THE FAIREST FLOWER OF PARADISE - CONSIDERATIONS ON THE LITANY OF THE BLESSED VIRGIN, ENRICHED WITH EXAMPLES DRAWN FROM THE LIVES OF THE SAINTS BY Very Rev. ALEXIS M. LEPICIER, O. S. M.
"And Simeon blessed them and said to Mary His Mother: Behold this Child is set for the fall and for the resurrection of many in Israel, and for a sign which shall be contradicted; and thine own soul a sword shall pierce, that out of many hearts thoughts may be revealed." (Luke, ii, 34, 35.)
ACCORDING to the law of Moses, the woman who had brought into the world a man-child, was to abstain from going into the Temple for forty days. After which time, she was to journey to Jerusalem, and there offer for her purification a lamb with a pigeon or turtle-dove; or by concession, if she were poor, a pair of turtle-doves or pigeons. (Lev. xii, 8.)
The conception of Christ in the womb of our blessed Lady was the work of the Holy Ghost, and hence Mary was not subject to this law in as much as it implied satisfaction for any fault whatever. But that same spirit of humility which had induced Jesus, though immune from all stain of origin, to obey the law of circumcision, impelled Mary also to submit to the law of purification.
The Holy of Holies having come upon earth to take away the sins of the world, (John, i, 29.) chose to appear among us as a sinner. It was therefore befitting that His Immaculate Mother, destined to cooperate with Him in the work of our redemption, should teach the world, by her submission to the law of purification, this great truth, that humility is the beginning of our salvation, as pride has been the root of our ruin. And just as Jesus willed to be born in poverty, so also Mary appeared in the Temple stripped of the goods of this world, for which reason she made to God the offering of the poor.
O holy humility, how pleasing art thou in the sight of the Most High, since it was to teach us lowliness, that the Word of God came down upon earth!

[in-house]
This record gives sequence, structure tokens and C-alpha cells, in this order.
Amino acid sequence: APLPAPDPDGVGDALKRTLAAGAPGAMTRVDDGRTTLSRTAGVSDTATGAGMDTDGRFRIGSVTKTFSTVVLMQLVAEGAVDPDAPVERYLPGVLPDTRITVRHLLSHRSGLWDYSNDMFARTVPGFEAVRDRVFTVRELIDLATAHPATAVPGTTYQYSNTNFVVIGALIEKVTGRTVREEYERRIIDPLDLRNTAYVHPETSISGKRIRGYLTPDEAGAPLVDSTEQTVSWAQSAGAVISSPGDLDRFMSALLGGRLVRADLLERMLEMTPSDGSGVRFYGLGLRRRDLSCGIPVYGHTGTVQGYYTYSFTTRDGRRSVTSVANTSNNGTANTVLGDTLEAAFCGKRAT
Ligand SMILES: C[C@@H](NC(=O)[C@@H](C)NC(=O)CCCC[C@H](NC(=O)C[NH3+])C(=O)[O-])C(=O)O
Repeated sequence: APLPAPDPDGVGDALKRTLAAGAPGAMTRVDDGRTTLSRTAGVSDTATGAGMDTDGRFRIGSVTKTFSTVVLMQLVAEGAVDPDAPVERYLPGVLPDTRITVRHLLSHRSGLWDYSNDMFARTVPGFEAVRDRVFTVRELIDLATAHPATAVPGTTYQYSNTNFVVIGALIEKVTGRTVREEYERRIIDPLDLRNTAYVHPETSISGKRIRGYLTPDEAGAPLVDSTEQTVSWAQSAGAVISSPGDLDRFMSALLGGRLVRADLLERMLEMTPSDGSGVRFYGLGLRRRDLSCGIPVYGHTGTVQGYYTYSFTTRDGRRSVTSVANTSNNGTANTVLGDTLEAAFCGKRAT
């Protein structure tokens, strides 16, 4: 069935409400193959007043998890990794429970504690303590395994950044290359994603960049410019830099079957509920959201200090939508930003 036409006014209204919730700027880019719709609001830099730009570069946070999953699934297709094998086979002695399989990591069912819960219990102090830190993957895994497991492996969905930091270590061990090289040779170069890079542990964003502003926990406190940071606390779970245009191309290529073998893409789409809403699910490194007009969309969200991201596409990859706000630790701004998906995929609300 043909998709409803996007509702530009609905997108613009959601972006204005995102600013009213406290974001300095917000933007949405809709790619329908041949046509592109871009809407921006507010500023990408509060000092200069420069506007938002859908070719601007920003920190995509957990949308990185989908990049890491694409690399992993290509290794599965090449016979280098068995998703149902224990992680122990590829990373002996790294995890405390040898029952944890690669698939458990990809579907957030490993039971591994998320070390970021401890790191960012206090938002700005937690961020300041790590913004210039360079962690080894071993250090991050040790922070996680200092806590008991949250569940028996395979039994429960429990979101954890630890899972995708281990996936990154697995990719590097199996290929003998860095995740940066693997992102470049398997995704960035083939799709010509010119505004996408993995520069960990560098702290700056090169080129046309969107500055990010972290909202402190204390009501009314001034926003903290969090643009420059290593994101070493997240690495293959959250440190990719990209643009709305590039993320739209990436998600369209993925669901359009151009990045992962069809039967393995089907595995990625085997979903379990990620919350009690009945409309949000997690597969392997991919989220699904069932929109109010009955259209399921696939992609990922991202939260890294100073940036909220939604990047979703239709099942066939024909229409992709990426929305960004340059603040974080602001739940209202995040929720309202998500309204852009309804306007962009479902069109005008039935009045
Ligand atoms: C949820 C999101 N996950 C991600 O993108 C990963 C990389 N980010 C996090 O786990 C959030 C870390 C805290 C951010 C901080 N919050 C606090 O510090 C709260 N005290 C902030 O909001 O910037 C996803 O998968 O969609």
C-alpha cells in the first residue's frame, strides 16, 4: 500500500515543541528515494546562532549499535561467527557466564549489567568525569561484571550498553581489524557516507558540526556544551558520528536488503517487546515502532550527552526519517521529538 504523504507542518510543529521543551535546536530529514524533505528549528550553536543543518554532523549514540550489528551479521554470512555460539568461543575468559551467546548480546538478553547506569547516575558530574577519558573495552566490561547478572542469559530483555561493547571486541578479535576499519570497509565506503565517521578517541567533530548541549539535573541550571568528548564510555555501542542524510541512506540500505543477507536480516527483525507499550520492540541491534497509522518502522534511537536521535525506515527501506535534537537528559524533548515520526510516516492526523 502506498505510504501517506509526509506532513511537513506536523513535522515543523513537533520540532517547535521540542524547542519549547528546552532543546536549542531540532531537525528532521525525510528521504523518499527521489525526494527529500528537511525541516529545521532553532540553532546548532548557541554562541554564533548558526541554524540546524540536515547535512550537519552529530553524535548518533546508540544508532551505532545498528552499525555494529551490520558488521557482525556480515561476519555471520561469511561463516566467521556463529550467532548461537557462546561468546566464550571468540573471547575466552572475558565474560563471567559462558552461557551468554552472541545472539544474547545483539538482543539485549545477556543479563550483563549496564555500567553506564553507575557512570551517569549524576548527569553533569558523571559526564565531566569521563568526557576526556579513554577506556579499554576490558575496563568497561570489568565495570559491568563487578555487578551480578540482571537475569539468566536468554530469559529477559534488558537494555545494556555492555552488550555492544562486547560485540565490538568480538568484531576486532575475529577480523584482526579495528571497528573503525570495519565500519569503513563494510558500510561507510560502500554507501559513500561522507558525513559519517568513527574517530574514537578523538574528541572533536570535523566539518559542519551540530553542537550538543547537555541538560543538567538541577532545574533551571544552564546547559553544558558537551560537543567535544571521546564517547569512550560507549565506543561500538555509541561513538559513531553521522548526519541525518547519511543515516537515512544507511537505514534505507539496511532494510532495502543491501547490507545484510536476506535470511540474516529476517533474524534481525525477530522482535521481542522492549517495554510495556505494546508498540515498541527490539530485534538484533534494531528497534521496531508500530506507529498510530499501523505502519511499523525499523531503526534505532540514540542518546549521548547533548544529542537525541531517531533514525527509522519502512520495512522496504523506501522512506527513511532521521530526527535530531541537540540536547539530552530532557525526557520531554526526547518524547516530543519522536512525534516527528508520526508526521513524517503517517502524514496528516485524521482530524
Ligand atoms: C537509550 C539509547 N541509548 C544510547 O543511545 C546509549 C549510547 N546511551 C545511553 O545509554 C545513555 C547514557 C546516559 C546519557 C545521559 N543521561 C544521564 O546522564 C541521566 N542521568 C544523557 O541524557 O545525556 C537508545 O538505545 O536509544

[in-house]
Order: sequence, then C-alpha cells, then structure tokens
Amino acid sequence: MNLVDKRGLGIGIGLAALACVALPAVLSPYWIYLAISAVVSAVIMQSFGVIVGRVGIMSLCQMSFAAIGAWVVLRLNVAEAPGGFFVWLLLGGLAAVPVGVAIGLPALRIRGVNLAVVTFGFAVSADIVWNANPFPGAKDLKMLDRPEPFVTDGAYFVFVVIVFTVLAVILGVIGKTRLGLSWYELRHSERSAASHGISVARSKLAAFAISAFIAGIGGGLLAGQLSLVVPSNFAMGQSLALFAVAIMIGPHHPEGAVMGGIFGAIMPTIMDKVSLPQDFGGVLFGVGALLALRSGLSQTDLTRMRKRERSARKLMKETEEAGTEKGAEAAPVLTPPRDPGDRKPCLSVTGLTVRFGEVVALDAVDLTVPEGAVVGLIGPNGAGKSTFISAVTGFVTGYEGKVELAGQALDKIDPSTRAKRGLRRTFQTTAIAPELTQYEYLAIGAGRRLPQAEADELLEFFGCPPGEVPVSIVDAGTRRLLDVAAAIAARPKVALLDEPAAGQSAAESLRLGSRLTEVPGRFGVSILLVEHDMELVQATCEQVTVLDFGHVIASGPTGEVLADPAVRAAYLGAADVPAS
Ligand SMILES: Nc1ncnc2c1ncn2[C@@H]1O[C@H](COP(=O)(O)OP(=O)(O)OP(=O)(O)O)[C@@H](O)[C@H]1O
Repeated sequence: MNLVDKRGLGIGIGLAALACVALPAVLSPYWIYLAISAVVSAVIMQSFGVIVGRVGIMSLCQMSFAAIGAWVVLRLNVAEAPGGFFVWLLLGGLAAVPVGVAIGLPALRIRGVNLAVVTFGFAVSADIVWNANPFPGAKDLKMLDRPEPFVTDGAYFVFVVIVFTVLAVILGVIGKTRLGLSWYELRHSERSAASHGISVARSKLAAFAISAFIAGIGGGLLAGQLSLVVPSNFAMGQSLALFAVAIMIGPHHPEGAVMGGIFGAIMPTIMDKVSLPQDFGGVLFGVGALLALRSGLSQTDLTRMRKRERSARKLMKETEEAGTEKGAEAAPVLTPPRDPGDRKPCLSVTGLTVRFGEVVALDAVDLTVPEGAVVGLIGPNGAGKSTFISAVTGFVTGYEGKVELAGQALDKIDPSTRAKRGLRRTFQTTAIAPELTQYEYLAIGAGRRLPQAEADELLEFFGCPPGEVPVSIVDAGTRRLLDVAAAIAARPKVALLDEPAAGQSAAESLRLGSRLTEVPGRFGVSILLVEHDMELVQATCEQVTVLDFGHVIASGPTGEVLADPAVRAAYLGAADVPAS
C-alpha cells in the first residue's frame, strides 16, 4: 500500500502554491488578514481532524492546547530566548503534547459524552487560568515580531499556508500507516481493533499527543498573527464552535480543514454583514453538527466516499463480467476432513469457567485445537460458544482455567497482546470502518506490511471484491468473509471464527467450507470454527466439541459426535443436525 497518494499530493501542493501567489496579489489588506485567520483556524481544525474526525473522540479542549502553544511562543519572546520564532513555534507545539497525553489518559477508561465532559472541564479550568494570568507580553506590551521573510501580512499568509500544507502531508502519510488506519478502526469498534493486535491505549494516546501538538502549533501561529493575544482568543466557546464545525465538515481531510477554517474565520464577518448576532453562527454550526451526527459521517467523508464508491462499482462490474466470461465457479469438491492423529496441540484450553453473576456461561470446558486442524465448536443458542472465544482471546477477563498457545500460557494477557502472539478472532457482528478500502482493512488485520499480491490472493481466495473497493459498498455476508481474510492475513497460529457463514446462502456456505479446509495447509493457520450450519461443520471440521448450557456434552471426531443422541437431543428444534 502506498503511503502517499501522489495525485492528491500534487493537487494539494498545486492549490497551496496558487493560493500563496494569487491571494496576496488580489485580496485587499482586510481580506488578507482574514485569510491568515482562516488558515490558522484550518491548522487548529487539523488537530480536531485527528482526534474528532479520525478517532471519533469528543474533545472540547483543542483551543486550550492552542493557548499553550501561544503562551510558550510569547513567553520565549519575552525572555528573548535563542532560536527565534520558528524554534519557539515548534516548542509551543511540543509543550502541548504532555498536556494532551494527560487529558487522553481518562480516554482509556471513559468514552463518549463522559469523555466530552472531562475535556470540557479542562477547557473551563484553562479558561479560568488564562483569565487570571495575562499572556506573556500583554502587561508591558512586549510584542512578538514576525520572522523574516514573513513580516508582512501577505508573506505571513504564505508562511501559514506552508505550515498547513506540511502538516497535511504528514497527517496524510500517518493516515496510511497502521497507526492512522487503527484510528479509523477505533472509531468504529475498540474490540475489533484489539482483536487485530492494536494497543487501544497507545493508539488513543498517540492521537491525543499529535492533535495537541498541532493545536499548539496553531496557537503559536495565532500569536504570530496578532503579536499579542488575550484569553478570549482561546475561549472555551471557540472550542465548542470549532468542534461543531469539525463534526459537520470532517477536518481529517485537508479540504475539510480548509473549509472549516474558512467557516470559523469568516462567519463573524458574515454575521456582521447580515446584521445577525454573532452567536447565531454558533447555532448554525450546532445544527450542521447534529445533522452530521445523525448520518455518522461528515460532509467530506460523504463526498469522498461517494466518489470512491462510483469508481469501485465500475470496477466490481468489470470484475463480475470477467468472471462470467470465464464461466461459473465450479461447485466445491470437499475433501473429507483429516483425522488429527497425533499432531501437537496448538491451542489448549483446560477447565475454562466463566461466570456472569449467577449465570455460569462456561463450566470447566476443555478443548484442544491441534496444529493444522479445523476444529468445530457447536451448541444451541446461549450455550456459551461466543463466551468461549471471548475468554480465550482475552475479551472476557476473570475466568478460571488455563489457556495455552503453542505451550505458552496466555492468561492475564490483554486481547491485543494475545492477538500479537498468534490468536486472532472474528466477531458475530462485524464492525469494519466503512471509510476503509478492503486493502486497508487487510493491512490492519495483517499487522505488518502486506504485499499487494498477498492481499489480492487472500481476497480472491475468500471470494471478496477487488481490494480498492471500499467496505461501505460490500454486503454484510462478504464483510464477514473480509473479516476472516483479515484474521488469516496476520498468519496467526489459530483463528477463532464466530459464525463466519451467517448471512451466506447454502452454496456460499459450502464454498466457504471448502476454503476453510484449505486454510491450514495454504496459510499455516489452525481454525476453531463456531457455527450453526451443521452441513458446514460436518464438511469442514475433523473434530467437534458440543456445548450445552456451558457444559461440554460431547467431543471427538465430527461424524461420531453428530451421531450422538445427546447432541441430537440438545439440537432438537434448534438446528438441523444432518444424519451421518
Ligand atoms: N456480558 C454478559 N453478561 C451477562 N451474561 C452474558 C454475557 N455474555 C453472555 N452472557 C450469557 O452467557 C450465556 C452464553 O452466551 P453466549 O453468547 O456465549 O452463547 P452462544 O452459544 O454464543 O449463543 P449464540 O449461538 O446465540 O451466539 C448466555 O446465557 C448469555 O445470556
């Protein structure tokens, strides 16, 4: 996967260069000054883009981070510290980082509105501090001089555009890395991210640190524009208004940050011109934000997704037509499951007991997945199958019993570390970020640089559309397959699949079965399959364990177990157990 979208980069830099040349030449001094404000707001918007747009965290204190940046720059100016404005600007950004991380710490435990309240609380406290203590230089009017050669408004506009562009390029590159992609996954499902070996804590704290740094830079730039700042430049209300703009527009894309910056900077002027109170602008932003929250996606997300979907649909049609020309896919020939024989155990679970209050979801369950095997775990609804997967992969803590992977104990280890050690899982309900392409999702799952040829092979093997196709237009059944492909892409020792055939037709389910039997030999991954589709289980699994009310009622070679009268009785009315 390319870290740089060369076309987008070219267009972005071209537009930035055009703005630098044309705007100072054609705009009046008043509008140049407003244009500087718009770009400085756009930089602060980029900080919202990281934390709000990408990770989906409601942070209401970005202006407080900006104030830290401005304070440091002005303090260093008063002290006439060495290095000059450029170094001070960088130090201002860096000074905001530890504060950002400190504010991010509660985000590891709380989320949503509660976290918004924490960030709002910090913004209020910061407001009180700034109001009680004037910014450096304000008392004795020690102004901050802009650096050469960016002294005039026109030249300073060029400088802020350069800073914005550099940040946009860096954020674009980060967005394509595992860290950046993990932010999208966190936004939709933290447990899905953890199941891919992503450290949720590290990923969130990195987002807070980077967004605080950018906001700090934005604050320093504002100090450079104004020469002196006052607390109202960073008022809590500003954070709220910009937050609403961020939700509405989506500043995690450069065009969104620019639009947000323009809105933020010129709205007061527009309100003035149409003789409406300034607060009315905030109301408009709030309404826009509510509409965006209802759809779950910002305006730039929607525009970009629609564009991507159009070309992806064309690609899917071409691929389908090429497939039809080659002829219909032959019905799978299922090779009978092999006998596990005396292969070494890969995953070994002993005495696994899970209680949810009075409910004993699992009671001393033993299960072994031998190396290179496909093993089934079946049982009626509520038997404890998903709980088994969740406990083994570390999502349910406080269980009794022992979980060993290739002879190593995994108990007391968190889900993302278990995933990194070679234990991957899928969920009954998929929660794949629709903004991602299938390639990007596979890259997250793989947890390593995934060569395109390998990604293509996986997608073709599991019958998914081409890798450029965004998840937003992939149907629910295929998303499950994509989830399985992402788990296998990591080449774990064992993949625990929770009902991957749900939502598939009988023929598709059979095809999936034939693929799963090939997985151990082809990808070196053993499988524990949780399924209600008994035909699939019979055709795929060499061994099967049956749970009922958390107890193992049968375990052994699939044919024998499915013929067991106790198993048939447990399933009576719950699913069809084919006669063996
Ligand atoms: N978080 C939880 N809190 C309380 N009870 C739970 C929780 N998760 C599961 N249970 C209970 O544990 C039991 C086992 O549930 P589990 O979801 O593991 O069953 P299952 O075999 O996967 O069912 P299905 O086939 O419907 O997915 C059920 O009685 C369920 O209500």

Mary went to the Temple of Jerusalem not only to be purified in accordance with the Law, but also to offer to God the Child Jesus, her new-born Son: Ut sisterent eum Domino" (Luke, ii, 22.)
The Law commanded that all newly born male children should be consecrated to the Lord. This precept was designed to recall to the Hebrews the memory of the passage of the destroying-Angel, who slew the first-born of Egypt, but spared the children of the Israelites. Later on however, God having, in place of the first-born of the Hebrews, set apart for the priesthood the entire tribe of Levi, the custom was introduced that the parents should immediately ransom their first-born at the price of five shekels. Mary and Joseph offered therefore this mystic ransom at the Temple, in a spirit of obedience.
But to what purpose was Jesus thus ransomed? Why, having been once offered to God, was He restored again to His parents? Ah, it is because He was the victim destined for the sacrifice of Golgotha, and it was necessary that the victim should be kept for the day of its immolation. Mary and Joseph are well aware of this. Being fully acquainted with the Holy Scriptures, they know that the Messias must accomplish the work of redemption by His death.
But, in order that the designs of God may be brought home to them with greater force, behold the Prophet Simeon, inspired by the Holy Spirit comes into the Temple, takes into his arms the Divine Infant and, blessing God, turns to Mary, foretelling her the bitter sorrow which, like a sharp sword, must one day pierce her sinless soul.